Why do O&G majors invest in startups?
As digital transformation in the oil and gas industry evolves, companies turn regard on startups providing automation and digitalization solutions — for example, in March 2019 Chevron announced that the company is going to invest $90 mln into hi-tech oil and gas startups (source: chevron.com), while at the beginning of 2019 BP made the $5 mln investment in artificial intelligence company (source: thesiliconreview.com).
When the O&G majors involve startups, they attract additional resources so they do not spend their time and money on establishing special departments, recruiting new specialists or distracting their professionals in place from other activities.
ExxonMobil has been enlisting the services of a drone startup for data collection and inspections since 2014. After 5 years of partnership, in August 2019 the company signed a 5 year agreement with Trambull Unmanned startup on extending drone operations at ExxonMobil’s production sites.
When a company buys technology from a large provider, it gets a ready-to-use product with some individual changes and fitting. Investing in a startup company gets a brand new technology developed and adjusted in accordance with its needs and peculiarities. Startups are more agile and more inclined to work individually which makes a perfect fit. In May 2019 Shell signed a contract with U.S. startup Senslytics to develop and implement more accurate and predictable wireline formation testing of its recent Blacktip discovery in the Gulf of Mexico. Senslytics goal is to meliorate their software so that it will compute the right time to pull the test system out of a newly drilled well.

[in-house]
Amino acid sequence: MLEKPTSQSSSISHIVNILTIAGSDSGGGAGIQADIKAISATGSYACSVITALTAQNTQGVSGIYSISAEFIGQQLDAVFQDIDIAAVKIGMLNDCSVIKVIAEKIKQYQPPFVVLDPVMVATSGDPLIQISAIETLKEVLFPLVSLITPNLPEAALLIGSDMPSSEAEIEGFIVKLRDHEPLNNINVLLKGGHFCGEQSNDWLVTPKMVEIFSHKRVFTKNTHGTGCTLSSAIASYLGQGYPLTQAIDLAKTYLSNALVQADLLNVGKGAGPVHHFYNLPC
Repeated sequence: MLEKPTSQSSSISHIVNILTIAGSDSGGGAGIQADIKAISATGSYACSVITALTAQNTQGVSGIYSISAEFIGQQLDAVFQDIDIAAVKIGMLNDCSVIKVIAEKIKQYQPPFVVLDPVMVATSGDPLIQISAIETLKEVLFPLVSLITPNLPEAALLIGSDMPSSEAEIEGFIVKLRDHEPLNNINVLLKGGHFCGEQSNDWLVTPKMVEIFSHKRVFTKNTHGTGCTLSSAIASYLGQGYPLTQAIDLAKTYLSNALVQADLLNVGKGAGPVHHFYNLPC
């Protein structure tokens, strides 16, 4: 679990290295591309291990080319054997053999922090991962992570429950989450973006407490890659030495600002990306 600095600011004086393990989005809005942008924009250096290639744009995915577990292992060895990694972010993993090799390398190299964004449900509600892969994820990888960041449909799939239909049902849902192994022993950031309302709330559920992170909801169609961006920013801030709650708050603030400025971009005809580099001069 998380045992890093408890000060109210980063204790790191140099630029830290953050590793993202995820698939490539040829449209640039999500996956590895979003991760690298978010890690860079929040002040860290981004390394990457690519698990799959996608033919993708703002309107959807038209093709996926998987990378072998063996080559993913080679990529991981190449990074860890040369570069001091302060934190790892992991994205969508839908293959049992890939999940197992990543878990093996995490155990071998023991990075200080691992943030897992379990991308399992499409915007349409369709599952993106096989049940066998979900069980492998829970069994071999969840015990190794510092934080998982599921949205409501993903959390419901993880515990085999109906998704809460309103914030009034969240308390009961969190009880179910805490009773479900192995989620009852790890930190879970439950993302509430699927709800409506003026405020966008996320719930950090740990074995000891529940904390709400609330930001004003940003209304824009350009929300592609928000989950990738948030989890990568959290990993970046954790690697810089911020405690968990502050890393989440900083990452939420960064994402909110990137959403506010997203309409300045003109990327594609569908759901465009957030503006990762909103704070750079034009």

Return of investments
If the startup succeeds in developing and applying their solution, the investor company profits from it both as client and shareholder. As a shareholder, they obtain high-value assets, and as a client, they acquire an innovative technology at a lower cost and an early date before it goes to the market which gives a competitive advantage. In July 2019, Repsol invested in Finboot startup aiming to accelerate supply chain procedures with the use of blockchain as a service which could save up to €400,000 ($445,000) per year (source: lenderinsights.com).
Different business processes
Being capital intensive segment oil and gas tends to traditionalism: it is quite slow with digital transformation, developing large projects — and with a cultural shift. Automation and digitalization evolve at a much higher pace and require quicker actions. Meanwhile, startups already have certain advantages due to their corporate structure, culture and methodology: they are more used to sprints and scrum approaches, and simpler corporate structure supports fast developments as they do not have to pass through long approval processes inside the company. Being new to the market provides motivation for a startup to develop faster to break into a market. All these peculiarities make startups more open-minded and ready to experiment with the main goal to provide monumental and venturous solutions in a short-term period.
Ferenc Horvath, Executive Vice President of Downstream for MOL Group, commented on their reasons of cooperating with startups in the interview for YouTube show BGS Talks: “I think this is a new way of thinking: we do not believe that we can solve all the issues [ourselves]. We trust very much these startup companies because the way they are working is very different and sometimes is much quicker and much more efficient.”
Though investments in startups may be highly profitable, it is a big challenge to find the right companies. First of all the market is packed with varied offers and it requires a definite digital strategy to narrow down the range of startups to invest in. Startups appear and collapse with unfailing regularity, some of these companies do not have any cases in their practice as they are new to the market. It takes a lot of time, research, calls and meetings to make an investment decision and in the end O&G majors risk to waste lots of time and money without getting satisfactory result. Even if the partnership turns out to be efficient, it may take from half a year to several years to integrate the solution into existing operations, especially if it requires major business process changes.
Article by Kristina Sabirova, Managing partner of BGS Group.
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